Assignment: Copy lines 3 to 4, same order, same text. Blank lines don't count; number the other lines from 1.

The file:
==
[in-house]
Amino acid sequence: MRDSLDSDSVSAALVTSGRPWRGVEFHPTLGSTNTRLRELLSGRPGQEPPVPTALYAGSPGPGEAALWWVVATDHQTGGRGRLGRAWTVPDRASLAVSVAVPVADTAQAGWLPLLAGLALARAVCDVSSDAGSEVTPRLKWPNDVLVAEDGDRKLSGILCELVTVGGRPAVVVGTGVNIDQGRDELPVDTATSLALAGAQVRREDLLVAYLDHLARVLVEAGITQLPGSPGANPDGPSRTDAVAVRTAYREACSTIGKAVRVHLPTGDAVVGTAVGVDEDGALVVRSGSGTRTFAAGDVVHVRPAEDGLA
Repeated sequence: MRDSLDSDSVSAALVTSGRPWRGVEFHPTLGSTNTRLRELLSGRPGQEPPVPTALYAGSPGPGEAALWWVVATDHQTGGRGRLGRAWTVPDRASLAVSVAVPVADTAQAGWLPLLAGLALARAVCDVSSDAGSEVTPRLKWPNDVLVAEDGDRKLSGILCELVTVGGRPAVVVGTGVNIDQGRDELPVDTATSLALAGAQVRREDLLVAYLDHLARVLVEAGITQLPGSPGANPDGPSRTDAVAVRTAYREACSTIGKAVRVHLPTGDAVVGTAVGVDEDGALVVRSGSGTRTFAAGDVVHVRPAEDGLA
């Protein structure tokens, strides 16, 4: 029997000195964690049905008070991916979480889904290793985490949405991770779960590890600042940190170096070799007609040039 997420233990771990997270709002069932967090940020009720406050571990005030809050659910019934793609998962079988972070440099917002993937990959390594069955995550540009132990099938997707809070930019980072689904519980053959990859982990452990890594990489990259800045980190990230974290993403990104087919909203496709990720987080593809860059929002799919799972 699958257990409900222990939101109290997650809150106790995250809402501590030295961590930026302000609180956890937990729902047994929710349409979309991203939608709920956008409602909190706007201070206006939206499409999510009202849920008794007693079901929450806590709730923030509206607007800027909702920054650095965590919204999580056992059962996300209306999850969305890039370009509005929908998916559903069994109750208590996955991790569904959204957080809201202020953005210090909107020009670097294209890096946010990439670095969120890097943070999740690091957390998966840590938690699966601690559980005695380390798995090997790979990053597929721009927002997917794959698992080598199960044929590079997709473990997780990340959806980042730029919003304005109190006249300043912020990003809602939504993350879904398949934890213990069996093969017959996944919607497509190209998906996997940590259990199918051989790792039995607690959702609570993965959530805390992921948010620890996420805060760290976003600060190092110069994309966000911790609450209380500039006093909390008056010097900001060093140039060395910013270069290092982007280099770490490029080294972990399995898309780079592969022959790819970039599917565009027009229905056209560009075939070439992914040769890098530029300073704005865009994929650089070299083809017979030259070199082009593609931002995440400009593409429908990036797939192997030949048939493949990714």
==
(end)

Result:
Repeated sequence: MRDSLDSDSVSAALVTSGRPWRGVEFHPTLGSTNTRLRELLSGRPGQEPPVPTALYAGSPGPGEAALWWVVATDHQTGGRGRLGRAWTVPDRASLAVSVAVPVADTAQAGWLPLLAGLALARAVCDVSSDAGSEVTPRLKWPNDVLVAEDGDRKLSGILCELVTVGGRPAVVVGTGVNIDQGRDELPVDTATSLALAGAQVRREDLLVAYLDHLARVLVEAGITQLPGSPGANPDGPSRTDAVAVRTAYREACSTIGKAVRVHLPTGDAVVGTAVGVDEDGALVVRSGSGTRTFAAGDVVHVRPAEDGLA
């Protein structure tokens, strides 16, 4: 029997000195964690049905008070991916979480889904290793985490949405991770779960590890600042940190170096070799007609040039 997420233990771990997270709002069932967090940020009720406050571990005030809050659910019934793609998962079988972070440099917002993937990959390594069955995550540009132990099938997707809070930019980072689904519980053959990859982990452990890594990489990259800045980190990230974290993403990104087919909203496709990720987080593809860059929002799919799972 699958257990409900222990939101109290997650809150106790995250809402501590030295961590930026302000609180956890937990729902047994929710349409979309991203939608709920956008409602909190706007201070206006939206499409999510009202849920008794007693079901929450806590709730923030509206607007800027909702920054650095965590919204999580056992059962996300209306999850969305890039370009509005929908998916559903069994109750208590996955991790569904959204957080809201202020953005210090909107020009670097294209890096946010990439670095969120890097943070999740690091957390998966840590938690699966601690559980005695380390798995090997790979990053597929721009927002997917794959698992080598199960044929590079997709473990997780990340959806980042730029919003304005109190006249300043912020990003809602939504993350879904398949934890213990069996093969017959996944919607497509190209998906996997940590259990199918051989790792039995607690959702609570993965959530805390992921948010620890996420805060760290976003600060190092110069994309966000911790609450209380500039006093909390008056010097900001060093140039060395910013270069290092982007280099770490490029080294972990399995898309780079592969022959790819970039599917565009027009229905056209560009075939070439992914040769890098530029300073704005865009994929650089070299083809017979030259070199082009593609931002995440400009593409429908990036797939192997030949048939493949990714």